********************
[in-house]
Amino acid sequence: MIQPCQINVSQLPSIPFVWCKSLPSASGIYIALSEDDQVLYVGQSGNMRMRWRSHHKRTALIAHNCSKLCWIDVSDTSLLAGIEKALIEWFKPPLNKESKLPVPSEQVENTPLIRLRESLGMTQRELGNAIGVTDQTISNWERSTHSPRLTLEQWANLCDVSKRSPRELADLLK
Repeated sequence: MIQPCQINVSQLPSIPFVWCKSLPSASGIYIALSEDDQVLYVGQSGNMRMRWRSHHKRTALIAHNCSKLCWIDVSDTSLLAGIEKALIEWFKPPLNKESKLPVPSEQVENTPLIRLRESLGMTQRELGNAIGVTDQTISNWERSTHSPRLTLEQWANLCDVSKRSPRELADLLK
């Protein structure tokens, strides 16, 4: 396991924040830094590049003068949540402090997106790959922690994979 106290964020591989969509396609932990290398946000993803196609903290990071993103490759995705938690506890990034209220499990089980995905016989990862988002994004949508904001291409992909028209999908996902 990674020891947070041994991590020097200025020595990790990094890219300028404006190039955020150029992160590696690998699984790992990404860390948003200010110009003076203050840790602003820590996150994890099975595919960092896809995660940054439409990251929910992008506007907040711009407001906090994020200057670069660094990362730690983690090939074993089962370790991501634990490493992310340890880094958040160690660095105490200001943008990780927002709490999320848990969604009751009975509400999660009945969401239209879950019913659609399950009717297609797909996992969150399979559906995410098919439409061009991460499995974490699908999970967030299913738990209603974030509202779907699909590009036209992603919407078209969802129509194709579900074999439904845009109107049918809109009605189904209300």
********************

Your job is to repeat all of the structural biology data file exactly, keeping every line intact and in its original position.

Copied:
[in-house]
Amino acid sequence: MIQPCQINVSQLPSIPFVWCKSLPSASGIYIALSEDDQVLYVGQSGNMRMRWRSHHKRTALIAHNCSKLCWIDVSDTSLLAGIEKALIEWFKPPLNKESKLPVPSEQVENTPLIRLRESLGMTQRELGNAIGVTDQTISNWERSTHSPRLTLEQWANLCDVSKRSPRELADLLK
Repeated sequence: MIQPCQINVSQLPSIPFVWCKSLPSASGIYIALSEDDQVLYVGQSGNMRMRWRSHHKRTALIAHNCSKLCWIDVSDTSLLAGIEKALIEWFKPPLNKESKLPVPSEQVENTPLIRLRESLGMTQRELGNAIGVTDQTISNWERSTHSPRLTLEQWANLCDVSKRSPRELADLLK
């Protein structure tokens, strides 16, 4: 396991924040830094590049003068949540402090997106790959922690994979 106290964020591989969509396609932990290398946000993803196609903290990071993103490759995705938690506890990034209220499990089980995905016989990862988002994004949508904001291409992909028209999908996902 990674020891947070041994991590020097200025020595990790990094890219300028404006190039955020150029992160590696690998699984790992990404860390948003200010110009003076203050840790602003820590996150994890099975595919960092896809995660940054439409990251929910992008506007907040711009407001906090994020200057670069660094990362730690983690090939074993089962370790991501634990490493992310340890880094958040160690660095105490200001943008990780927002709490999320848990969604009751009975509400999660009945969401239209879950019913659609399950009717297609797909996992969150399979559906995410098919439409061009991460499995974490699908999970967030299913738990209603974030509202779907699909590009036209992603919407078209969802129509194709579900074999439904845009109107049918809109009605189904209300």